“I mean no disrespect, but I feel that you deserve honesty from your employer.”


I said a thing to him that I did not desire to know.


“Dr. Bacon, do you have some secret that I must know?


He laughed.


“Mr. Brown, you do not know the true character of the men who lead this colony.”


I began to laugh as well.


“But you do?” I questioned. 


“Do you know Hillary Teage, the Baptist minister?”


My hands became sweaty.


“I know of him. I believe he is the owner of the Liberian Herald.”


He smiled as he revealed a secret.


“He appeared to be about thirty years old, and was a very good-looking man of his color, with an expression of great honesty and sincerity, and a manner which, though not graceful, was rather gentlemanly. But he was limited by extensive ulceration of the foot and leg.”


I smiled.


“You are a great doctor, you…”


He blurted it out.


“I treated his syphilis with Iodide of Mercury, a blessed curse. He was a sinner outside his marriage.”


I countered.


“What does that prove?”


Instead of my answering my question he continued with his revelations.


“What about Williams? What he did with a young girl was beyond the pale.”


I dropped my gleaning broom. 


“You spend your time spouting rumors.  Do you expect me to judge Negro behavior by a few bad eggs?”


He said to me, “I have seen much of the Negro.  I know the Negro.”


Dr. Bacon appeared to be an earnest man. Like many of these white men who showed kindness to Negroes, they thought they could make us into moral white men.


“It is we white men who through our force of slave degraded your kind.”


I said something to a white man that in America I would never perform if I had been in America.  But in Liberia, a nation of blacks, the white man could not string me up in a tree or give me a hundred lashes for sassing.


“If we are as a race degraded, are not you white men also a product of degradations?  Degradations of slave owners?”


Dr. Bacon turned his face from mine and forced his eyes to look down at the floor. Then he turned his face up in a fit of rage.


 “Thomas, since I have been in your country, I was cheated and robbed, not by one man nor by two, but by a public body of men in your government.


I began to laugh and then said to him:


‘You are a foreigner here!  This is not your country!”


He turned away from me with dim prospects, muttering to himself, “This is not my country.”


I came and stood up even closer to him. 


I said to him, “Are you like many white men who believe that the American Negro is far beneath the native African?  Here.


He became timid and grew silent.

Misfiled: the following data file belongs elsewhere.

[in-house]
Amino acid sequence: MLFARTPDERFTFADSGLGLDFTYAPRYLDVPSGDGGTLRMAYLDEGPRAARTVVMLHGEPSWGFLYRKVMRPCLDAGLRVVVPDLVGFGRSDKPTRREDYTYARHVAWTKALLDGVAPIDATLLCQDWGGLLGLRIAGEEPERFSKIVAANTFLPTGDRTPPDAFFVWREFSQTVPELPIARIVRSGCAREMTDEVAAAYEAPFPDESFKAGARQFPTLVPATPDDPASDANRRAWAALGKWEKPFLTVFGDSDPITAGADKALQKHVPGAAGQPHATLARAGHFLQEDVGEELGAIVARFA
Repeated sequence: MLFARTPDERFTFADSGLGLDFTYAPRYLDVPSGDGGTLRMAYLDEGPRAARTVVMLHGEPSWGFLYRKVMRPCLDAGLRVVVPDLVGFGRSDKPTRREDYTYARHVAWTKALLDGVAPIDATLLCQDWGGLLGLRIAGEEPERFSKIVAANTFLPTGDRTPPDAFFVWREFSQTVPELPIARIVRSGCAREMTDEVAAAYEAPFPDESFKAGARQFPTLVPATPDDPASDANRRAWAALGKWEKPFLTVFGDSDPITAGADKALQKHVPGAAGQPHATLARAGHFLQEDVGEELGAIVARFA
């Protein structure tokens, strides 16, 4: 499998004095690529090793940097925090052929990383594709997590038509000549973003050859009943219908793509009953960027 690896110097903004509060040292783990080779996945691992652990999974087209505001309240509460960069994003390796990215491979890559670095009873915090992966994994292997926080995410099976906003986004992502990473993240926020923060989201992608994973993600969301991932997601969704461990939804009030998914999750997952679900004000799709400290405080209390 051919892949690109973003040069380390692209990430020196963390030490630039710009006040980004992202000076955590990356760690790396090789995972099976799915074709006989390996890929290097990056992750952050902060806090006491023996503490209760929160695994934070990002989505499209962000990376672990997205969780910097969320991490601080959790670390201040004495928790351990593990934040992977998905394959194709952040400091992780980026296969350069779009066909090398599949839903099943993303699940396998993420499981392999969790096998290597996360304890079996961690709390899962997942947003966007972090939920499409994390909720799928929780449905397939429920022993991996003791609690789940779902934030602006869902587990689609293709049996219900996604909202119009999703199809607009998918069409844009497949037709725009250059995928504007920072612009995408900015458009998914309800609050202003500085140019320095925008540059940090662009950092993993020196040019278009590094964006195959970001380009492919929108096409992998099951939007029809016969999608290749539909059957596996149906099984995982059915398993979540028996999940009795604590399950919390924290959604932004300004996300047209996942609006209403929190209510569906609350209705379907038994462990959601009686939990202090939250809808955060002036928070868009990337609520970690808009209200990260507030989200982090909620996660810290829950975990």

I opened another box and attempted to put its contents in their proper place. Then I stood as close to the doctor as I could smell him. I stared him directly into his eyes.  He stepped back from me slightly.  Then he tried to jimmy up some courage against me.


“Mr. Thomas Brown I had a negro whom I had employed on board the Rondout as a steward in dispensing the provisions to the emigrants, whom I found, a few weeks after, to be a great rascal, as he had stolen a considerable amount of sugar and coffee, as well as the greater part of the small utensils in his charge belonging to the Society.”


I began to laugh and looked the good doctor directly into his eyes.


“You white men do not change. You now believe that one bad Negro characterizes us all in Liberia.  That boy who stole from you was not a bad sort, but desperate.  You will see many of us here who hoped for a better life than we had had in America.  Many Negroes came here with nothing.  Little or no learning and even less wealth.  Dr. Bacon, we are dying here and we need your knowledge to help us. We need you to help us.”   


I pointed my colored finger at his white face.


“Dr. Bacon, you have not been in Africa very long, but you will find that in every trait of families, as well as in moral and intellectual capabilities, the American Negro is far superior and involved as the native African. As you travel around this country will discover many reasons why some things succeed in Africa and why others fail. You shall learn here in this country that the American Negro is the only force that stands in the way of the rule of slavery and savagery.”


At that moment, Dr. Bacon’s body trembled. His face reddened.  A tear fell from his left eye.  Then he turned away from me and never brought up the subject of Negro depravity again